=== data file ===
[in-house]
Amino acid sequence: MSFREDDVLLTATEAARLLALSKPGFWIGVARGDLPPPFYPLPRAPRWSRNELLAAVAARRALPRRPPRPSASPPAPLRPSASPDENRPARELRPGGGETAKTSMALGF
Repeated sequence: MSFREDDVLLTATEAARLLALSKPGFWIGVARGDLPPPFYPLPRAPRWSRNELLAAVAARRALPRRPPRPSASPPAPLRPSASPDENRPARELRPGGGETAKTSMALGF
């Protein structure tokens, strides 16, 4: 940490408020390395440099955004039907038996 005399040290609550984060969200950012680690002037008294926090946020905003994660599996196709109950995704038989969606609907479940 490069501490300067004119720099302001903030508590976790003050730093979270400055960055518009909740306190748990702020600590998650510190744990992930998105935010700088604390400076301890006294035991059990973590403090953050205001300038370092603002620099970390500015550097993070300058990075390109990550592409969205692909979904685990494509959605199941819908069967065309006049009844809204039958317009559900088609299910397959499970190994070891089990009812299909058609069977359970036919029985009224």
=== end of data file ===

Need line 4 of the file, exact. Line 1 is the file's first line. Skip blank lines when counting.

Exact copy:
């Protein structure tokens, strides 16, 4: 940490408020390395440099955004039907038996 005399040290609550984060969200950012680690002037008294926090946020905003994660599996196709109950995704038989969606609907479940 490069501490300067004119720099302001903030508590976790003050730093979270400055960055518009909740306190748990702020600590998650510190744990992930998105935010700088604390400076301890006294035991059990973590403090953050205001300038370092603002620099970390500015550097993070300058990075390109990550592409969205692909979904685990494509959605199941819908069967065309006049009844809204039958317009559900088609299910397959499970190994070891089990009812299909058609069977359970036919029985009224």